Pirenne, Henri: The Renaissance and the Transormation of Social Life to the North of the Alps

From “A History of Europe”, translated by Bernard Miall, Anchor Books, © University Books Inc

pirenne2There was, it seems, a rather striking difference between the intellectual evolution of Italy during the Renaissance and that of the countries lying to the north of the Alps. In Italy the new orientation of ideas, manners, and artistic feeling began at the very moment when the economic development of the nation had reached its apogee. It was not contemporary with this development, but subsequent to it, and while the intellectual movement continued to progress the economic development was already beginning to decline. This intellectual development was the fine flower of the entire civilization that preceded it; the product of thought and beauty succeeding to the product of force. This development was not unlike that of ancient Greece in the days of Pericles: Athens in the 4th century, and Florence in the middle of the 15th century, shone with a glory which was nο longer commensurate with their real strength; the dazzling radiance which they shed upοn the world, before they made way for more vigorous successors, had the splendour but also the ephemeral quality of a sunset. At the very moment when the genius of Machiavelli, Guicciardini, Raphael and Leonardo da Vinci was in flower, the discovery of the New World was diverting the current of European life from the Mediterranean.

The case was very different to the north of the Alps. Here the Renaissance was not a sunset but a sunrise. It meant the beginning, in every sense, and in every domain of social activity, of a new life, of which the economic phenomena that we have just been considering reveal only one aspect, and of which we have nοw to consider the moral physiognomy. The historian, unfortunately, is obliged to exhibit piecemeal matters that were parts of a concerted whole. But it must not be believed that capitalism provoked the renaissance of thought which was contemporaneous with it. The one and the other were different symptoms of the same crisis of growth. And it is curious to note that in each case the crisis was divided into two corresponding periods. What the discovery of the New World was for capitalism, the Italian Renaissance was for the intellectual movement. In its beginnings this intellectual movement was independent of the Renaissance, but the rapidity of its advance and the extent of its influence were explained by its submission to the guidance of the Renaissance.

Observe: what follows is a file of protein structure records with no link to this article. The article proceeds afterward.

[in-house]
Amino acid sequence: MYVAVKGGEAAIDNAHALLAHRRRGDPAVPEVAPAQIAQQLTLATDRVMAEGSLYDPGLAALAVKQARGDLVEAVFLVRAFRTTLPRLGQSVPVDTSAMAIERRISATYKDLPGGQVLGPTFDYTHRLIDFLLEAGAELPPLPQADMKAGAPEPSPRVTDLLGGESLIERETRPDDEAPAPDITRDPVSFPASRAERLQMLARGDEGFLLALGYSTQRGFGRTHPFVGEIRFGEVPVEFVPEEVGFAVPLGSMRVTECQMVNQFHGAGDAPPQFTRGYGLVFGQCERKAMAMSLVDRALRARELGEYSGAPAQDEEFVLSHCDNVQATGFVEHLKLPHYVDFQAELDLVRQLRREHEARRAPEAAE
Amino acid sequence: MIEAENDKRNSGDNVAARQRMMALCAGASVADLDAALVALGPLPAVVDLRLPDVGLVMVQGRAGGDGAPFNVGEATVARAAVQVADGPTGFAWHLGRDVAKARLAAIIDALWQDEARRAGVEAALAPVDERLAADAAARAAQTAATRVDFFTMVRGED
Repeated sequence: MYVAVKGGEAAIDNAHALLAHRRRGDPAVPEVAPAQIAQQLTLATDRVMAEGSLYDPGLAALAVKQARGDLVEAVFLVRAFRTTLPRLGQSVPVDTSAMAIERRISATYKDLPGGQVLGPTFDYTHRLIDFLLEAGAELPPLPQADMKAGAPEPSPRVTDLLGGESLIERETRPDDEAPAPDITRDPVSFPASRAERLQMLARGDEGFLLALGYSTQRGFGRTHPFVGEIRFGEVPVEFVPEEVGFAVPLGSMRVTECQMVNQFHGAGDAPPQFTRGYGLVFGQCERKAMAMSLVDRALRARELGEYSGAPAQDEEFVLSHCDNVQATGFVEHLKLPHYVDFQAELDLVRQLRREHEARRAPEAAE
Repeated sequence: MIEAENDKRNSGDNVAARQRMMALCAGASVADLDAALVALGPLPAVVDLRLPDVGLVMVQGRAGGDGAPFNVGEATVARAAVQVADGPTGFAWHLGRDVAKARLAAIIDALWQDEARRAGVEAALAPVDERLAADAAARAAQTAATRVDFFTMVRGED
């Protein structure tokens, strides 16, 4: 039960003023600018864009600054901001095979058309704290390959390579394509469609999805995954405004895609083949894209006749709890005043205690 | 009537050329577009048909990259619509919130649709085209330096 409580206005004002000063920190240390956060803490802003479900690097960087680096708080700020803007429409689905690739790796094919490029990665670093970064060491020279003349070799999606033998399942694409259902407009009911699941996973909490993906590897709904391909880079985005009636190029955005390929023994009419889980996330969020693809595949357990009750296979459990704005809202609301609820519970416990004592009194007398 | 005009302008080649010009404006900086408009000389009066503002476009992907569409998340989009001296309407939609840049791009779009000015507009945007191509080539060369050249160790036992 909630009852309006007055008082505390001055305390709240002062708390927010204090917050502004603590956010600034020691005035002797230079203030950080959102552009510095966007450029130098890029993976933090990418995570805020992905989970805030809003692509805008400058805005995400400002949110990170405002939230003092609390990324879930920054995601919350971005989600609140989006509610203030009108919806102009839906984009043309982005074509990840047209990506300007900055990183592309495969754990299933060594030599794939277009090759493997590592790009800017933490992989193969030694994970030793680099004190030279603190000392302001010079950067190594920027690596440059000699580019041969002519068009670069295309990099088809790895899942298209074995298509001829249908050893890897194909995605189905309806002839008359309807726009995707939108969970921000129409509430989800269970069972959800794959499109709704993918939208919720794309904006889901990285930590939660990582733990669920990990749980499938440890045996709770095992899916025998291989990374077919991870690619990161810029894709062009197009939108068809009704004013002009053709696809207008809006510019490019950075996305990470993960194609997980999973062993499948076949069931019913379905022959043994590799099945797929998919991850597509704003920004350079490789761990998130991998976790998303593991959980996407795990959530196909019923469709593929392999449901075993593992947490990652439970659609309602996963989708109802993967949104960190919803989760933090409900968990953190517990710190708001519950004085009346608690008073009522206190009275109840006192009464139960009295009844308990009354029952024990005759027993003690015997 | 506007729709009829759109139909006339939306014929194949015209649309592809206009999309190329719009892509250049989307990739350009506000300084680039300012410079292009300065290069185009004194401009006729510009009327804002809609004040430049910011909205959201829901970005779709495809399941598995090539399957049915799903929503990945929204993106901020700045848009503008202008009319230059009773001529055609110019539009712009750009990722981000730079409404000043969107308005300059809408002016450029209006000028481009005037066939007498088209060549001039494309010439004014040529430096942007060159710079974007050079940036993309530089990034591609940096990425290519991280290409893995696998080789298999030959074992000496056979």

Tο be sure, the symptoms of a new orientation of men’s minds in the countries to the north of the Alps, about the middle of the 15th century, were not as yet very numerous nor very striking. Scholasticism in science, Gothic style in the arts, and the traditional forms in the literature of the vulgar tongue, were still incontestably predominant. The mysticism of the 14th century still survived, and in the Imitation it found its most complete expression. The great Flemish or Walloon painters of the Low Countries, Van Eyck, De la Pasture, Memling, etc., merely continued, by their genius, a long-established school. When the stupendous invention of printing made its appearance, about 1450, nο one foresaw its future. Gutenberg himself had nο idea of the future importance of the Press. All he had in view was to provide the clergy and students with cheaper manuscripts. His standpoint was that of the mere industrialist, and the humanists of Italy were at first disdainful of a discovery which in their opinion detracted from the charm and majesty of intellectual masterpieces by the cheapness and mechanical character of its products. Thus, even in the most lasting and most remarkable achievements of the period, in its most beautiful and most influential innovations, we do not find that it was opposed to the past. And yet, although it is very evident that it was largely a continuation of the past, it is none the less true that it did in some degree diverge from it. As in Italy, and before the influence of Italy had made itself felt, life was beginning to escape from the custody of tradition; here, as in Italy, the ascetic morality of the Middle Ages was beginning to lose its authority. The relaxation of morals in the 15th century, and the predominance of temporal interests, were nο less striking in Northern Europe than in Italy. And they were most perceptible in countries whose civilization was most advanced. The Low Countries, under the Dukes of Burgundy, between France and England, the one exhausted by war and the other a prey to civil discord, were enjoying a period of peace and prosperity, and they afforded a spectacle which presented curious analogies with that of Italy. One might have observed at the court, in the society of the great nobles, and among the governrnent officials and the capitalists, whether landowners or merchants, a kind of life whose principal features were precisely those which are commonly attributed to the early Renaissance in Tuscany and Lombardy: a general relaxation of morality, a love of luxury and social festivities, a demand for elegance and comfort in private dwellings, a pronounced taste for fine clothing, and for the nobler pleasures of art, and the general diffusion of education and good breeding. Here, very obviously, we see that the aristocracy of birth, like the aristocracy of wealth, was living a social life of a kind that nο longer had anything in common with the conventional cortesia of the Middle Ages. Philip the Good and Charles the Bold patronized artists, surrounded themselves with painters and musicians, and founded a library whose splendour is attested by the remnants which have survived to this day. In 1465 the Sieur de la Grunthuse built in Bruges a spacious hotel, the handsome, roomy and comfortable habitation of a grand seigneur who was at the same time a passionate lover of books, and the patrοn of Colard Mansion, who had just introduced the art of printing to Bruges. The chancellor Rolin and the treasurer Bladelin commissioned pictures by Van Eyck and De la Pasture. And it is enough to recall the adorable landscapes which assuredly contributed to the success of the Belgian school of painting in the 15th century in order to realize that the discovery of Nature at this period was by nο means a purely Italian discovery. The same may be said of the discovery of the individual. The individual portrait was painted as truthfully and conscientiously by the brush of Van Eyck and De la Pasture as by the pen of Chastellain and Commines. And in the work of these last two, I believe, we may see the beginnings of the modern Press; already seeking, in the case of the former, to embellish itself, though clumsily enough as yet, with the prestige of style, and nourished, by the latter, with thought so vigorous that almost the only pendant to his Mémoires is The Prince of Machiavelli.